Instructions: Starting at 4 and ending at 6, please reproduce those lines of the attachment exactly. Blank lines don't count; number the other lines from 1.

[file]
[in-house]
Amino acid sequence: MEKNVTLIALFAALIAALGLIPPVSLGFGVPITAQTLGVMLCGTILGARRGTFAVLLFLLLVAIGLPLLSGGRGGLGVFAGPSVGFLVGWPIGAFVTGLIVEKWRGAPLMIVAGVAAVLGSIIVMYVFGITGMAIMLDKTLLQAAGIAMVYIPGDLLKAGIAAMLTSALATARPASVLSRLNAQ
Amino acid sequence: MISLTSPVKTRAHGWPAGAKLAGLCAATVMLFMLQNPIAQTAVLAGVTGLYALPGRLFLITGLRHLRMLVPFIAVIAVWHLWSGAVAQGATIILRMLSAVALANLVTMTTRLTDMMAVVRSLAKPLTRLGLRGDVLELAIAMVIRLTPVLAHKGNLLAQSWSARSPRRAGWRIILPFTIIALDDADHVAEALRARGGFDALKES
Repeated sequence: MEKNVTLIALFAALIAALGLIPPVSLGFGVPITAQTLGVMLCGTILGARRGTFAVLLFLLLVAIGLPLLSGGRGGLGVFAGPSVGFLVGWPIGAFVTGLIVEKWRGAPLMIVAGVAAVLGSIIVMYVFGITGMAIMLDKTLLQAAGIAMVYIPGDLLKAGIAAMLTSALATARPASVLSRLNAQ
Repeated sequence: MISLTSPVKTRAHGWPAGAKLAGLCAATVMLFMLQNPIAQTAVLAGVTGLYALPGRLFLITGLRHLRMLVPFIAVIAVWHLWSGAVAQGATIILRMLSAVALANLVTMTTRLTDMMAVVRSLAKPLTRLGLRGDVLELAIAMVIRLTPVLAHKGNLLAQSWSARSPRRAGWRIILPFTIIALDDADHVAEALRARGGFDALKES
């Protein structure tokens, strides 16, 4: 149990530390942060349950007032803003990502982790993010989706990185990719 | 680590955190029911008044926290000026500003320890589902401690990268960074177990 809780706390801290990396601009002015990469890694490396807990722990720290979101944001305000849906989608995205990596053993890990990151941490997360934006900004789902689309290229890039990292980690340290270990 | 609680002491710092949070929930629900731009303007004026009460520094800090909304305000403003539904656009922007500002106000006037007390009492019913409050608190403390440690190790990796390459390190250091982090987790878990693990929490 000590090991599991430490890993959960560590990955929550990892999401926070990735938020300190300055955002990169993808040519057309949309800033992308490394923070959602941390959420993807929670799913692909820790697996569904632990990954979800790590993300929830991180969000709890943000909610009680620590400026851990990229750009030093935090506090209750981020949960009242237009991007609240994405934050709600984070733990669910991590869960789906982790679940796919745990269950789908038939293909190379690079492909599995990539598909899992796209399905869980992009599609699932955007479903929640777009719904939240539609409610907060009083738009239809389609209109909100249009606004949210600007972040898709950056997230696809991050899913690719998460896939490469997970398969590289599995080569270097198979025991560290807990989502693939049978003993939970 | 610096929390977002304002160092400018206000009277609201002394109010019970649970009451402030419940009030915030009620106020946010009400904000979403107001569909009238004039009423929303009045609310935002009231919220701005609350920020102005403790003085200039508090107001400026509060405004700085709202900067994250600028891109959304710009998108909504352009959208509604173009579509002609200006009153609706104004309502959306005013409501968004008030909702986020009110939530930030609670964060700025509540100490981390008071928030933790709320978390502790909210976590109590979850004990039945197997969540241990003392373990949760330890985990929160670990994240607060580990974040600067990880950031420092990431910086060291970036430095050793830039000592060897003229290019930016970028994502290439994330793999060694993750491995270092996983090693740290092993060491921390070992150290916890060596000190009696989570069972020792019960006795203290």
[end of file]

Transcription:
Repeated sequence: MEKNVTLIALFAALIAALGLIPPVSLGFGVPITAQTLGVMLCGTILGARRGTFAVLLFLLLVAIGLPLLSGGRGGLGVFAGPSVGFLVGWPIGAFVTGLIVEKWRGAPLMIVAGVAAVLGSIIVMYVFGITGMAIMLDKTLLQAAGIAMVYIPGDLLKAGIAAMLTSALATARPASVLSRLNAQ
Repeated sequence: MISLTSPVKTRAHGWPAGAKLAGLCAATVMLFMLQNPIAQTAVLAGVTGLYALPGRLFLITGLRHLRMLVPFIAVIAVWHLWSGAVAQGATIILRMLSAVALANLVTMTTRLTDMMAVVRSLAKPLTRLGLRGDVLELAIAMVIRLTPVLAHKGNLLAQSWSARSPRRAGWRIILPFTIIALDDADHVAEALRARGGFDALKES
């Protein structure tokens, strides 16, 4: 149990530390942060349950007032803003990502982790993010989706990185990719 | 680590955190029911008044926290000026500003320890589902401690990268960074177990 809780706390801290990396601009002015990469890694490396807990722990720290979101944001305000849906989608995205990596053993890990990151941490997360934006900004789902689309290229890039990292980690340290270990 | 609680002491710092949070929930629900731009303007004026009460520094800090909304305000403003539904656009922007500002106000006037007390009492019913409050608190403390440690190790990796390459390190250091982090987790878990693990929490 000590090991599991430490890993959960560590990955929550990892999401926070990735938020300190300055955002990169993808040519057309949309800033992308490394923070959602941390959420993807929670799913692909820790697996569904632990990954979800790590993300929830991180969000709890943000909610009680620590400026851990990229750009030093935090506090209750981020949960009242237009991007609240994405934050709600984070733990669910991590869960789906982790679940796919745990269950789908038939293909190379690079492909599995990539598909899992796209399905869980992009599609699932955007479903929640777009719904939240539609409610907060009083738009239809389609209109909100249009606004949210600007972040898709950056997230696809991050899913690719998460896939490469997970398969590289599995080569270097198979025991560290807990989502693939049978003993939970 | 610096929390977002304002160092400018206000009277609201002394109010019970649970009451402030419940009030915030009620106020946010009400904000979403107001569909009238004039009423929303009045609310935002009231919220701005609350920020102005403790003085200039508090107001400026509060405004700085709202900067994250600028891109959304710009998108909504352009959208509604173009579509002609200006009153609706104004309502959306005013409501968004008030909702986020009110939530930030609670964060700025509540100490981390008071928030933790709320978390502790909210976590109590979850004990039945197997969540241990003392373990949760330890985990929160670990994240607060580990974040600067990880950031420092990431910086060291970036430095050793830039000592060897003229290019930016970028994502290439994330793999060694993750491995270092996983090693740290092993060491921390070992150290916890060596000190009696989570069972020792019960006795203290």